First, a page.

Presentation on theme: "Lower Limb Problems Orthopaedic Medicine Scope Painful hips. Painful thighs. Pain in the knee. Shin problems. Ankle problems. Foot problems."— Presentation transcript:
Lower Limb Problems Orthopaedic Medicine
Scope Painful hips. Painful thighs. Pain in the knee. Shin problems. Ankle problems. Foot problems.
Painful Hips Remember pain from the spine. Age related conditions. –We will exclude trauma. SLE and gout very rare. Septic arthritis: they are very ill! Problems with protheses. –We will exclude today.
Hip Examination Observe gait. Check where the pain really is. With them lying down gently roll limb back and forth. If this is sore = serious hip pathology. A simple test for a normal hip joint is putting the foot on the opposite knee while lying on back. Flex hip to 90° (normal) flex knee to 90° and test for internal (30°) and external (45°) rotation. Abduction is normally tested lying supine 60°. Adduction, ditto 30°.
Painful Hips Osteoarthritis. Rheumatoid arthritis. Palindromic arthritis. –Transient symptoms, may have restriction of movement, xrays normal. –Over 60% eventually get seropositive rheumatoid or SLE. Psoriatic arthropathy. –All of these true arthritis produce pain more anteriorly than laterally, and often cause radiation to the knee
Painful Hips Avascular necrosis. –Severe pain, relatively short history. Commoner in SLE, steroids etc. Trochanteric bursitis. –Often worse when lying on affected side. –Passive hip movements should be full and pain free. –Point tenderness. –Lateral pain.
Painful Thighs Few localised problems. Usually referred pain from hip or back.
Knee Pain Excluding trauma! Normal range of movement: –Flexion 140°. –Extension straight! Valgus = knock knees. Varus = bow legged. Remember foot arch collapse and hip problems as common causes of knee pain.
Knee Examination Look for valgus and varus. Look at the knees while standing – makes swelling more obvious and Bakers cysts visible. Lie them down, ? Swelling – palpate. Aspirate if erythema for crystals. The anserine bursa is about 4cm medial to the tibial tuberosity.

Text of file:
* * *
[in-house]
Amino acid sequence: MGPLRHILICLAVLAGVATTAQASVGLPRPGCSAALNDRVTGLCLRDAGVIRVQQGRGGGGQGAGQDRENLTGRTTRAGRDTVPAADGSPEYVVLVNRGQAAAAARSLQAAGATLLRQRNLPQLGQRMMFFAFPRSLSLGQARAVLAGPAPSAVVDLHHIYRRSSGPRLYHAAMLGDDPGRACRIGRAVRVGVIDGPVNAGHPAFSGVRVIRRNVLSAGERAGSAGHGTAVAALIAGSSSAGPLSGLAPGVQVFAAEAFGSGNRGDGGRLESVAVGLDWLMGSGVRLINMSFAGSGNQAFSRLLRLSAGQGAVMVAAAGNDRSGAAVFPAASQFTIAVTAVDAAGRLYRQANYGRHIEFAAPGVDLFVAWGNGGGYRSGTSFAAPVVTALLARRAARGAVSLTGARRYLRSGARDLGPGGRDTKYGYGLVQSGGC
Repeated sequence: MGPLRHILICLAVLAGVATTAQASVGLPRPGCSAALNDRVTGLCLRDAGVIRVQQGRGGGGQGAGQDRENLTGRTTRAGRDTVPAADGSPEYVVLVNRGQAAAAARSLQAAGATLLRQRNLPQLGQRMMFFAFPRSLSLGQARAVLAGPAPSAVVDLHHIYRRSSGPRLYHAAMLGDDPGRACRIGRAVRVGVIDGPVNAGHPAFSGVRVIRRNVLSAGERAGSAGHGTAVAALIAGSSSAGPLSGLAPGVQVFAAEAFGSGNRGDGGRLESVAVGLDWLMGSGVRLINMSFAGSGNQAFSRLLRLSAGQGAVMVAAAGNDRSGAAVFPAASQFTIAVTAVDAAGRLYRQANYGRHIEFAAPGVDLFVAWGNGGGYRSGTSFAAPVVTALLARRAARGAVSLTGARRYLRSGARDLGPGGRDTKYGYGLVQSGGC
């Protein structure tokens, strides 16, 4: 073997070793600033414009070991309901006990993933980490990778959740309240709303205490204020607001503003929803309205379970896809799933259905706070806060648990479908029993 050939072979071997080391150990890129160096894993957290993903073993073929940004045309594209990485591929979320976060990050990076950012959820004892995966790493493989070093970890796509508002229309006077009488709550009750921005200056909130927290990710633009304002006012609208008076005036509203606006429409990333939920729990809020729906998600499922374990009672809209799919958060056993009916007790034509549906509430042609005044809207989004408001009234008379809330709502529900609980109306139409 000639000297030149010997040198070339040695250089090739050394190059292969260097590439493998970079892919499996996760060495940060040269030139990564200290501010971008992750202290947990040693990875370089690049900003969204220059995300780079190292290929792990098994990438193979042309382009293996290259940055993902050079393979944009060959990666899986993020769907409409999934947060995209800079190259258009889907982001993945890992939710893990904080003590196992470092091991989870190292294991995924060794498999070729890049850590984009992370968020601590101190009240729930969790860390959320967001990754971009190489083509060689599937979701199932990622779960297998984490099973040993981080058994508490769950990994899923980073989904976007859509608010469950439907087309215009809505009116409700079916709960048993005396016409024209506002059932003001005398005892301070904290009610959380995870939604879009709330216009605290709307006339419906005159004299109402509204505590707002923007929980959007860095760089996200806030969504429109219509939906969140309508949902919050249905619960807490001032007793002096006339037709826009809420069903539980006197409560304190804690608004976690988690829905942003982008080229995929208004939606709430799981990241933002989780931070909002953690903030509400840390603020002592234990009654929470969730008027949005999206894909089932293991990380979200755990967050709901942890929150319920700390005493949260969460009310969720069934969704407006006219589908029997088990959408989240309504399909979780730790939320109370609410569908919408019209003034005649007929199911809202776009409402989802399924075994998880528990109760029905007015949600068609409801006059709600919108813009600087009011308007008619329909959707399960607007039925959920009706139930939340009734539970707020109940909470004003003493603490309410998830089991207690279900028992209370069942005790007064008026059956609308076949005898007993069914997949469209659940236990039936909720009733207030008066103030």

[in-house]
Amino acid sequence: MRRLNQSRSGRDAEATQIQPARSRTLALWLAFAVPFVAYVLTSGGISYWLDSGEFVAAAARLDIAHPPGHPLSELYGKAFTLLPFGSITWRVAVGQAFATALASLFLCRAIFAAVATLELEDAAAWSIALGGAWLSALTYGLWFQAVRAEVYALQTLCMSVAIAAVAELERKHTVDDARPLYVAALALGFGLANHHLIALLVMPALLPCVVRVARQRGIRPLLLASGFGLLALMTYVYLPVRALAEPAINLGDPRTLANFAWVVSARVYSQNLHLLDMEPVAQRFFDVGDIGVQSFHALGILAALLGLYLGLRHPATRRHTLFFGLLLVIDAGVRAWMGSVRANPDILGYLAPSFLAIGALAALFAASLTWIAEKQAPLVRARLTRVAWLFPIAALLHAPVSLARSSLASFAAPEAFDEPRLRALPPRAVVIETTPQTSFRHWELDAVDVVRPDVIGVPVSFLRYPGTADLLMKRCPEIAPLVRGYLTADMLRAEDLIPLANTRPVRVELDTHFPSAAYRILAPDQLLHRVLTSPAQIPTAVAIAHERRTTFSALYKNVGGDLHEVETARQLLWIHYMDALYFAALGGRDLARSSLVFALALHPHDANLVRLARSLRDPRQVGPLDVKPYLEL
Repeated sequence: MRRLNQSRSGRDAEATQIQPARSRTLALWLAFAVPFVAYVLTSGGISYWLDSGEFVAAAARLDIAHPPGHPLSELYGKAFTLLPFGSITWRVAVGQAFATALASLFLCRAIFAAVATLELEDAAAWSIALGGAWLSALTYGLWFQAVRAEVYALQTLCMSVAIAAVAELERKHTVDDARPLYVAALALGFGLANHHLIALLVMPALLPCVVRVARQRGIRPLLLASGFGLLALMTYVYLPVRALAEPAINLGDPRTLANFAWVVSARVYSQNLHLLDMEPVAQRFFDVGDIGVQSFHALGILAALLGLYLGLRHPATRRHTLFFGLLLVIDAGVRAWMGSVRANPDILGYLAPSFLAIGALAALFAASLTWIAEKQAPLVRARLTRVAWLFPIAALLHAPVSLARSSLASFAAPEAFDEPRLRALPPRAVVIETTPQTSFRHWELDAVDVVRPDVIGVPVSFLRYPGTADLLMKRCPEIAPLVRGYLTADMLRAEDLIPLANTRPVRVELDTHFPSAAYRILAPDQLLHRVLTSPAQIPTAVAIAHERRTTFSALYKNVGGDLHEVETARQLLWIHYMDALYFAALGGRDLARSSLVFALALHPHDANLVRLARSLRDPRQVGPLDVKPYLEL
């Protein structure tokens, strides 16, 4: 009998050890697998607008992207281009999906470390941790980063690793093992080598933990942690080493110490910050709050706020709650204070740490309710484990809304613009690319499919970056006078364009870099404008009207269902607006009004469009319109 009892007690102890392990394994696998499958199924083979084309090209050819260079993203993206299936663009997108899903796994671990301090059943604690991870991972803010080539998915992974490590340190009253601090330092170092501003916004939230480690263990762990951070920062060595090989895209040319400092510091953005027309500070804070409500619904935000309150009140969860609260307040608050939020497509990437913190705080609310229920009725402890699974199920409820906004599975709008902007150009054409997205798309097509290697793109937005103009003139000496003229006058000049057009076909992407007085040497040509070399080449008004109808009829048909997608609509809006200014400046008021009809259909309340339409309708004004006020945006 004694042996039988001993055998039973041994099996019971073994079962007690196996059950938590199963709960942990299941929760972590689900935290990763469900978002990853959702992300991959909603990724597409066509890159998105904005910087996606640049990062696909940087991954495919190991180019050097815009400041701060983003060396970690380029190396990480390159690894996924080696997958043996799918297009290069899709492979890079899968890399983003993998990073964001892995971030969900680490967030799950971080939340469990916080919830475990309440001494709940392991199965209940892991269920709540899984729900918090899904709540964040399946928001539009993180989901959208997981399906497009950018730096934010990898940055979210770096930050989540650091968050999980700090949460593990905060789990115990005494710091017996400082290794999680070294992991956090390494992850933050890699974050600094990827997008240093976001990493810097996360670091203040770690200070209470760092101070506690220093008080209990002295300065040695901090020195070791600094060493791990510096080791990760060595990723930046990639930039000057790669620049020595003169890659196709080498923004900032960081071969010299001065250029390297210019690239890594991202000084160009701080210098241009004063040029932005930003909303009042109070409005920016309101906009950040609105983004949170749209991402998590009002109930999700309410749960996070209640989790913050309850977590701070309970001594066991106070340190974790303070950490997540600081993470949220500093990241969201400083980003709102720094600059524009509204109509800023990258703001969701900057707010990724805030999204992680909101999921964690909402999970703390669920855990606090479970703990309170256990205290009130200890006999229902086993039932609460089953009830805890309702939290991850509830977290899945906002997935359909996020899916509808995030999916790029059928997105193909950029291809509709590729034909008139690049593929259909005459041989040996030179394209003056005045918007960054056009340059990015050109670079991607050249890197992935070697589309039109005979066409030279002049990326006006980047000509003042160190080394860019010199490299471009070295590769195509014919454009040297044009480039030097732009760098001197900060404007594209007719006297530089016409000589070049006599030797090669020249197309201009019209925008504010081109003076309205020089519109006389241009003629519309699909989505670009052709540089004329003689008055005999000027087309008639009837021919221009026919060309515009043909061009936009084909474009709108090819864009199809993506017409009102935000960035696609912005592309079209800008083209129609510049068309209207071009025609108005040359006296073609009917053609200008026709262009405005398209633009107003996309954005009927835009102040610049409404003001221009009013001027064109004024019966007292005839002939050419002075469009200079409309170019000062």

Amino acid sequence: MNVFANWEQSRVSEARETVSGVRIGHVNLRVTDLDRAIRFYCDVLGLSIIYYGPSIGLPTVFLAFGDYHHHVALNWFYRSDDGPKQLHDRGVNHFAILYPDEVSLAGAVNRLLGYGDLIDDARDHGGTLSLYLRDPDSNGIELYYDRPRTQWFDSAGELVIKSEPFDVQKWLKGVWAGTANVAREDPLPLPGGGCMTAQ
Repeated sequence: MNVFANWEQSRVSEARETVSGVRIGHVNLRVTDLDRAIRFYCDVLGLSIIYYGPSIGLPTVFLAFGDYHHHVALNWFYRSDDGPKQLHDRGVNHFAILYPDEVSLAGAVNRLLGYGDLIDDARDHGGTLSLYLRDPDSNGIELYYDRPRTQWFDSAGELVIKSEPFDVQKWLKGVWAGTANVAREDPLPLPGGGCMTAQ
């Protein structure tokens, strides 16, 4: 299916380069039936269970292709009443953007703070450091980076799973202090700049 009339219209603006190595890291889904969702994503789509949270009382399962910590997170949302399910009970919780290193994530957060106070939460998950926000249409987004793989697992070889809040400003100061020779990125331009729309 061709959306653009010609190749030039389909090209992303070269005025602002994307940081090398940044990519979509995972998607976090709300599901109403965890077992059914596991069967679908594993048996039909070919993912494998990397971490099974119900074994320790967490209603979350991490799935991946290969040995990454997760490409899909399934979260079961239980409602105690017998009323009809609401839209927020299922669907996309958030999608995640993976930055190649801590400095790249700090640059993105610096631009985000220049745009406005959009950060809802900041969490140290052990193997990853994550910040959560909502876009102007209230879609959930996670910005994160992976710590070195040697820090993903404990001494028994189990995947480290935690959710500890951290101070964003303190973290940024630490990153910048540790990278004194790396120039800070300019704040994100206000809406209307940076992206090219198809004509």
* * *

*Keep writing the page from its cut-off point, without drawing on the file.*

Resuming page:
Knee Problems Pre-patella bursitis. Patellar tendonitis. Infrapatellar bursitis. –These three can be managed with NSAIDs, steroid injection and gentle exercises.
Shin Problems Shin splints over use causing a periostitis of the tibia. –Pacing activity. –Physiotherapy advice. Shin pain common in plantar arch collapse. Anterior leg tendonitis.
The Ankle Dorsiflexion – anterior tibialis (mainly). Plantar flexion – gastrocnemius and soleus muscles (fuse to form the achilles tendon). Tibiotalar joint and talocalcaneal joint. Look at the back with the patient standing for achilles inflammation, valgus and varus.
The Ankle Plantar arch if going onto tip toe restores the arch then the flat foot is usually benign. ? Swelling. ? Erythema.
Ankle and Foot Problems Plantar arch collapse. –Causes pain in the toes, ankle, anterior tibial region, heel and knee (especially around the anserine bursa). –Worse after walking and at the end of the day. –Custom fitted arch supports are often made and not worn as the arch collapse has usually come on gradually and the support redistributes the weight. They need slow weaning. –NSAIDs useless.
Ankle and Foot Problems Plantar fasciitis. –Heel pain, worst on wakening or in the morning. –Plantar arch collapse predisposes. –Spurs are irrelevant – they are secondary to the fasciitis. –Sorbothane heel supports. –Steroid injection. –NSAIDs useless.
Ankle and Foot Problems Stress fractures. –Sudden onset of pain and swelling. –Common in people with arch collapse. –Much commoner in women. –Often resolve spontaneously. –Hard clinically to distinguish from gout.
Ankle and Foot Problems Metatarsalgia. –Transverse arch collapse. –Neuromas. –Wider shoes. –Flat shoes. –Arch supports. –Steroid injection between the metatarsal heads. –Surgery if all else fails.
Ankle and Foot Problems Ankle anterior tendonitis. –Commonly either in inflammatory arthritis or overuse. –Pain during active dorsiflexion.
Ankle and Foot Problems Achilles tendonitis. –Pain on active plantar flexion against resistance worse than passive movement. Treatment for achilles and anterior tendonitis. –Simple stretching exercises. –NSAIDs. –No steroid injection – danger of rupture. –Arch supports if needed. –Pacing of activity.